Filosofía y política en la defensa de la 'naturalis contemplatio' en un aristotélico del renacimiento: Cesare Cremonini (1550-1631)

Apuntes Filosóficos 15:43-78 (1999)
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Abstract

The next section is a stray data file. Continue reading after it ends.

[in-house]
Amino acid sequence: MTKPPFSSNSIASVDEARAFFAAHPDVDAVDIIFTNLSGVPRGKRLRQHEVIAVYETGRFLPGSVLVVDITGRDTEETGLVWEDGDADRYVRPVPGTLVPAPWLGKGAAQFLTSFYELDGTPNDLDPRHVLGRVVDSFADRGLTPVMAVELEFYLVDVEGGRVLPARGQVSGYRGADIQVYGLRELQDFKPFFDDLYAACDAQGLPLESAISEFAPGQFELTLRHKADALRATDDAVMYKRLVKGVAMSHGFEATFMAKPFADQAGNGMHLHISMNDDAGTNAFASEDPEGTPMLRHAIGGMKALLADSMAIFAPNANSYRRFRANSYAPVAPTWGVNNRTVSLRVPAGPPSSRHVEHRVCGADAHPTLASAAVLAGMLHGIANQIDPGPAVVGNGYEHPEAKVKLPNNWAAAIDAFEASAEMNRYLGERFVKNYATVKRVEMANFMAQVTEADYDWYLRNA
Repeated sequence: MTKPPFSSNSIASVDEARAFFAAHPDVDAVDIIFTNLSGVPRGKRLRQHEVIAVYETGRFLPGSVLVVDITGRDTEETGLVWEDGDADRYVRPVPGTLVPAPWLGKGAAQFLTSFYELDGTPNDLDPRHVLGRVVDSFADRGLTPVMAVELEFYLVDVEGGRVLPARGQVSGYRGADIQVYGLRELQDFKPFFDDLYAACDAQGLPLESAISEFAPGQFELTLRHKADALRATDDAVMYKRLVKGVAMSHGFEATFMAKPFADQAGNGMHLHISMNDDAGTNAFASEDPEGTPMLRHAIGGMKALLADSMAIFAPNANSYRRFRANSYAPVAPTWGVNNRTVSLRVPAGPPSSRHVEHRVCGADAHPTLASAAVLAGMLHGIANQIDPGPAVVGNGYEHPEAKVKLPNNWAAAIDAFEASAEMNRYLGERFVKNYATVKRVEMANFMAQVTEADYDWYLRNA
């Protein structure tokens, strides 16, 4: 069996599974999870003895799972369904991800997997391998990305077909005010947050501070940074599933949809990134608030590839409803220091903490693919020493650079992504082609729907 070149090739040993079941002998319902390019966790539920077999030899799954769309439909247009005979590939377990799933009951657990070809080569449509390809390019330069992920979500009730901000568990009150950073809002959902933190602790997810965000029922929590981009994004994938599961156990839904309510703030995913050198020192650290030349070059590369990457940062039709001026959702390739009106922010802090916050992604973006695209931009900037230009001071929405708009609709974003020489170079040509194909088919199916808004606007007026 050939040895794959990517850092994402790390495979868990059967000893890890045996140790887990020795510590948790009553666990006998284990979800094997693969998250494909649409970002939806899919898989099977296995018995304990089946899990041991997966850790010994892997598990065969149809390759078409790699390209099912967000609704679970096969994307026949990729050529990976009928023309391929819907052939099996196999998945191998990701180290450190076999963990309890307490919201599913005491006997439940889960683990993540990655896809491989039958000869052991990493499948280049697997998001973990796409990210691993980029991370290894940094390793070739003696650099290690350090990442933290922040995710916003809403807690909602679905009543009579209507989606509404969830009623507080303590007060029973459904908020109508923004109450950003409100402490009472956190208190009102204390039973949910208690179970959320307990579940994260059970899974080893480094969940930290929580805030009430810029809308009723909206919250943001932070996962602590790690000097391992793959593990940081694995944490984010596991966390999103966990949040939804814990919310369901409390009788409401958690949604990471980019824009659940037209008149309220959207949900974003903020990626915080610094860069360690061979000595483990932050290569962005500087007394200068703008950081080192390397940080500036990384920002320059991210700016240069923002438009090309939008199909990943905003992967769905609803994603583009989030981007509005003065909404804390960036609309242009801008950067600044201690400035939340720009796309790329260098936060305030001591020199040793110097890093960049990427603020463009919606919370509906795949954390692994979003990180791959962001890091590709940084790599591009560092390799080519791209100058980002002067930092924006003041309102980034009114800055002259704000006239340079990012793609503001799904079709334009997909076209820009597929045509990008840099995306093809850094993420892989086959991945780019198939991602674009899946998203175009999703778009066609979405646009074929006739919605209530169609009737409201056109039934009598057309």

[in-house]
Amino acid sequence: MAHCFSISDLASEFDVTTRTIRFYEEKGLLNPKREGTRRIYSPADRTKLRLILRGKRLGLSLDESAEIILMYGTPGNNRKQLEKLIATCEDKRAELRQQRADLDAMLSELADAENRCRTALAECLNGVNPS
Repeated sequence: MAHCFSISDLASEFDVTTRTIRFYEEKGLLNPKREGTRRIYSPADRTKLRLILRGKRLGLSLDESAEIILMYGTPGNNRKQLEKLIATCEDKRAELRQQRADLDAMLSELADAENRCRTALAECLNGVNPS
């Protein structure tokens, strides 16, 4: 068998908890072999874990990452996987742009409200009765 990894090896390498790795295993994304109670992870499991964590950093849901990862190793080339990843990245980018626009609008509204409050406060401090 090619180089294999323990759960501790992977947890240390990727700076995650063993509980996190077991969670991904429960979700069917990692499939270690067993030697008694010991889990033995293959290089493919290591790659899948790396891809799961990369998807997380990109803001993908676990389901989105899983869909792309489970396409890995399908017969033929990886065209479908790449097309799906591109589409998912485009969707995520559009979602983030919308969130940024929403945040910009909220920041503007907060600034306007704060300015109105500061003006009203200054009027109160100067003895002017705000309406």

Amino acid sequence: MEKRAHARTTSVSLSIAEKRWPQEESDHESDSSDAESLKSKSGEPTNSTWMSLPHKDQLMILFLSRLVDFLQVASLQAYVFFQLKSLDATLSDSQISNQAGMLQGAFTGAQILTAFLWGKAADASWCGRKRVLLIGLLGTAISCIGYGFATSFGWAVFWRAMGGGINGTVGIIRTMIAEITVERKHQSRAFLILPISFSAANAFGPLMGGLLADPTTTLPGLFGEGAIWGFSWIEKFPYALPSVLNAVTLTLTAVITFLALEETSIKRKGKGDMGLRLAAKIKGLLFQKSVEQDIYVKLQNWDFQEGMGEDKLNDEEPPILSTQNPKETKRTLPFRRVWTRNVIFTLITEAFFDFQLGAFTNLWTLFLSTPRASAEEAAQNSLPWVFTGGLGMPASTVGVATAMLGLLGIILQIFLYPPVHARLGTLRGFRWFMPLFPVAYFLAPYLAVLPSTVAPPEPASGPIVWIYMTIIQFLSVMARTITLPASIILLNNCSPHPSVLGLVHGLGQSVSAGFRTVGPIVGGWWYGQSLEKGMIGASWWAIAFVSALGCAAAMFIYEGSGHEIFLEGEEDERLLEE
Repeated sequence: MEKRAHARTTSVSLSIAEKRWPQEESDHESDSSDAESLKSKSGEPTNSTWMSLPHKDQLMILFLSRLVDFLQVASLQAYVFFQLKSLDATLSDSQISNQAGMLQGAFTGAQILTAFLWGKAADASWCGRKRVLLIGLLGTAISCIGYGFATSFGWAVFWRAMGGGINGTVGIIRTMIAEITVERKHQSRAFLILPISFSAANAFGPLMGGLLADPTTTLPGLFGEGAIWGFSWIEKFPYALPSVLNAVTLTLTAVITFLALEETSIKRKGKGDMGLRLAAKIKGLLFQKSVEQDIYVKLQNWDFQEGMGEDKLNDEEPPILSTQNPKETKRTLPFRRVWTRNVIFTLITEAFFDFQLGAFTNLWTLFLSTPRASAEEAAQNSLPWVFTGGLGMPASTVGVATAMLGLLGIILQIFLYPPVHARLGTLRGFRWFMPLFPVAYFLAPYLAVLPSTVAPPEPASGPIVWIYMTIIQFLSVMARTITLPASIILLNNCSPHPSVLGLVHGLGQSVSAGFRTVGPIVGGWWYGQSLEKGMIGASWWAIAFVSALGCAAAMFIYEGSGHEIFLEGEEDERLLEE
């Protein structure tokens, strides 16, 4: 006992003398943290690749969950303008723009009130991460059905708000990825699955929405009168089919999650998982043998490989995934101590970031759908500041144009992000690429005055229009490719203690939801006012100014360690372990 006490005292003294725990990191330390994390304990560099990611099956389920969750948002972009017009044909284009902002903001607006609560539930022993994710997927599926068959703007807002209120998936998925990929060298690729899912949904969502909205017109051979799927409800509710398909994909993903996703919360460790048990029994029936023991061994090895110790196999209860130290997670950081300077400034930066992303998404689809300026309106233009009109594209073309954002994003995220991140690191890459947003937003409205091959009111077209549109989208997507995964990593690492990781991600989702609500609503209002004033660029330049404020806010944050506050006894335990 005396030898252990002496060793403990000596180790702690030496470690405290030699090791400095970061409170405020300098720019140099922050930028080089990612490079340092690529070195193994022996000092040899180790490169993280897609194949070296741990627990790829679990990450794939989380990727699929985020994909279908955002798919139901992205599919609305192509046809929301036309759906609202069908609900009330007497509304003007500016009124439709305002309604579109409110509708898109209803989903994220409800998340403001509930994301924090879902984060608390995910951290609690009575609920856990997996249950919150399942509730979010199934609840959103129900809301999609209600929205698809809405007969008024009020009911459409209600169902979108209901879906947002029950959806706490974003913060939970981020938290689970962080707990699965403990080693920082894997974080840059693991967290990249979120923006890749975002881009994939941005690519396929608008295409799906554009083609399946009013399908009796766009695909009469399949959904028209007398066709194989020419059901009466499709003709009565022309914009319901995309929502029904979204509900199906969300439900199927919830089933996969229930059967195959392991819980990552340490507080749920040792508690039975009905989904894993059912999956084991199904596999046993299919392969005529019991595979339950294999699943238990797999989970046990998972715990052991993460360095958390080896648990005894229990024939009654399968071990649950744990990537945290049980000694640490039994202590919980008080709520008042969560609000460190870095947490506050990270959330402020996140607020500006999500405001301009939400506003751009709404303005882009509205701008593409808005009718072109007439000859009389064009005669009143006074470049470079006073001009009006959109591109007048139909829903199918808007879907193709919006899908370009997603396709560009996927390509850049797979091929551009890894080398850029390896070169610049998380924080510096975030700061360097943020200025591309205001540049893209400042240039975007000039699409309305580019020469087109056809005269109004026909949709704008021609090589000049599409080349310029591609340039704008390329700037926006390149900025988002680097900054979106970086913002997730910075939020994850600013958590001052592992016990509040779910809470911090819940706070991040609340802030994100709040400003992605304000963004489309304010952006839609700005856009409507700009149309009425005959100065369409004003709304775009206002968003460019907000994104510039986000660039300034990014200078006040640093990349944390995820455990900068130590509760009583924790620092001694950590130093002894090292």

Se examina la defensa que de la filosofía en cuanto episteme, elaboró el aristotélico renacentista Cesare Cremonini (1550-1 631), al introducir el curso de lecciones sobre la Física de Aristóteles, según la redacci6n todavía inédita del Ms.200-2 de la Biblioteca Universitaria de Padua. Mediante un topos ya clásico, y actual, los temas en discusión son además de la falta de certitudo y la inconsistencia veritativa que afectan las conclusiones de la filosofía de la naturaleza, la inutilidad e incluso la peligrosidad que, desde el punto de vista ético- político, parecen descalificar la labor del filósofo ociosamente levantar sospechas y alarma. La interpretación de la réplica cremoniniana intenta establecer conexiones entre el perfil conceptual de los argumentos esgrimidos, y algunos episodios de la biografía intelectual y académica de Crernonini sin dejar de tomar en cuenca las implicaciones políticas que pueden derivarse, en perspectiva histórica, del amplio debate que caracterizó la vida académica y cultural del estudio de Padua y de la república veneciana, durante la segunda mitad del siglo XVI.The defence of philosophy as episteme is examined, as elaborated by Renaissance Aristotelian philosopher Cesare Cremonini (1550 - 1 631) in his as yet unpublished manuscript numbered 200-2 by t he University of Padua. Which purported to be an introduction for a course on Aristotle's Physics. Following a topos both classic and contemporary, the issues arc, in addition to the lack of certitudet and the inconsistency of truth concerning the philosophy of nature. The uselessness and even the ethical-political danger arising from the work of the idle philosopher devoted to the contemplation of truth, whose presence in society may stir suspicion and unrest. The analysis of Cremonini’s arguments intends to establish the connections between the philosopher's views and his own academic and intellectual circumstances. Also the political implications are taken into account that resulted from the wide-range debate typical of academic and cultural life in the Studio of Padua and the Republic of Venice during the second half of the 16th Century.  
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